2022 ◽  
Adela M Francis-Malave ◽  
Santiago Martinez Gonzalez ◽  
Caren Pichardo ◽  
Torri D Wilson ◽  
Luis G Rivera ◽  

Previous studies have reported sex differences in irritable bowel syndrome (IBS) and inflammatory bowel disease (IBD) patients, including differences in visceral pain perception. Despite this, sex differences in behavioral manifestations of visceral pain and underlying pathology of the gastrointestinal tract have been largely understudied in preclinical research. In this study, we evaluated potential sex differences in spontaneous visceral nociceptive responses, referred abdominal hypersensitivity, disease progression and bowel pathology in mouse models of acute and persistent colon inflammation. Our experiments show that females exhibit more visceral nociceptive responses and referred abdominal hypersensitivity than males in the context of acute but not persistent colon inflammation. We further demonstrate that, following acute and persistent colon inflammation, visceral pain-related behavioral responses in females and males are distinct, with increases in licking of the abdomen only observed in females and increases in abdominal contractions only seen in males. During persistent colon inflammation, males exhibit worse disease progression than females, which is manifested as worse physical appearance and higher weight loss. However, no measurable sex differences were observed in persistent inflammation-induced bowel pathology, stool consistency or fecal blood. Overall, our findings demonstrate that visceral pain-related behaviors and disease progression in the context of acute and persistent colon inflammation are sex-dependent, highlighting the importance of considering sex as a biological variable in future mechanistic studies of visceral pain as well as in the development of diagnostics and therapeutic options for chronic gastrointestinal diseases.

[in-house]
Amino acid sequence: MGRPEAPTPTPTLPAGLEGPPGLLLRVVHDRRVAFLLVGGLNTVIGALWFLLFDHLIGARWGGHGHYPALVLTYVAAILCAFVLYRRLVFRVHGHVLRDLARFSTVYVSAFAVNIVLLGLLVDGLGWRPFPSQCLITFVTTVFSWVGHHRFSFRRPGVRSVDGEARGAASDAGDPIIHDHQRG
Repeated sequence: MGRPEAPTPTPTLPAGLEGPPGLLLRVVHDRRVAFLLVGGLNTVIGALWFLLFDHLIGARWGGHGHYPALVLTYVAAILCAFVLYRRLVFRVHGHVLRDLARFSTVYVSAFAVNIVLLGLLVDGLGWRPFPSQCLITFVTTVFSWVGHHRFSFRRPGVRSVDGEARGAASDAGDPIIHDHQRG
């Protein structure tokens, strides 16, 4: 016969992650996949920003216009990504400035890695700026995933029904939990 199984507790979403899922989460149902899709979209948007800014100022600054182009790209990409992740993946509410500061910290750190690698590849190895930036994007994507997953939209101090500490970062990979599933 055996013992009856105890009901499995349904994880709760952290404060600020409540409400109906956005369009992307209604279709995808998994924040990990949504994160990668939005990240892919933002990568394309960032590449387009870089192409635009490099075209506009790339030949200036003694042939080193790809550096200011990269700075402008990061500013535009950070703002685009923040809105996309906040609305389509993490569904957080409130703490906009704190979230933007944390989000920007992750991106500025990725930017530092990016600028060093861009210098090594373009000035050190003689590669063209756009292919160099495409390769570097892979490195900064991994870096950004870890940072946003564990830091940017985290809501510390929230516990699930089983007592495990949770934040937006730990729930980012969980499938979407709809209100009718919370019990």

Biomolecules ◽  
2022 ◽  
Vol 12 (1) ◽  
pp. 112
Qing Kong ◽  
Jinping Gu ◽  
Ruohan Lu ◽  
Caihua Huang ◽  
Xiaomin Hu ◽  

Viral myocarditis (VMC) is an inflammatory heart condition which can induce dilated cardiomyopathy (DCM). However, molecular mechanisms underlying the progression of VMC into DCM remain exclusive. Here, we established mouse models of VMC and DCM by infecting male BALB/c mice with Coxsackievirus B3 (CVB3), and performed NMR-based metabonomic analyses of mouse sera. The mouse models covered three pathological stages including: acute VMC (aVMC), chronic VMC (cVMC) and DCM. We recorded 1D 1H-NMR spectra on serum samples and conducted multivariate statistical analysis on the NMR data. We found that metabolic profiles of these three pathological stages were distinct from their normal controls (CON), and identified significant metabolites primarily responsible for the metabolic distinctions. We identified significantly disturbed metabolic pathways in the aVMC, cVMC and DCM stages relative to CON, including: taurine and hypotaurine metabolism; pyruvate metabolism; glycine, serine and threonine metabolism; glycerolipid metabolism. Additionally, we identified potential biomarkers for discriminating a VMC, cVMC and DCM from CON including: taurine, valine and acetate for aVMC; glycerol, valine and leucine for cVMC; citrate, glycine and isoleucine for DCM. This work lays the basis for mechanistically understanding the progression from acute VMC to DCM, and is beneficial to exploitation of potential biomarkers for prognosis and diagnosis of heart diseases.

eLife ◽  
2022 ◽  
Vol 11 ◽  
Athina Georgiadou ◽  
Claire Dunican ◽  
Pablo Soro-Barrio ◽  
Hyun Jae Lee ◽  
Myrsini Kaforou ◽  

Recent initiatives to improve translation of findings from animal models to human disease have focussed on reproducibility but quantifying the relevance of animal models remains a challenge. Here, we use comparative transcriptomics of blood to evaluate the systemic host response and its concordance between humans with different clinical manifestations of malaria and five commonly used mouse models. Plasmodium yoelii 17XL infection of mice most closely reproduces the profile of gene expression changes seen in the major human severe malaria syndromes, accompanied by high parasite biomass, severe anemia, hyperlactatemia, and cerebral microvascular pathology. However, there is also considerable discordance of changes in gene expression between the different host species and across all models, indicating that the relevance of biological mechanisms of interest in each model should be assessed before conducting experiments. These data will aid the selection of appropriate models for translational malaria research, and the approach is generalizable to other disease models.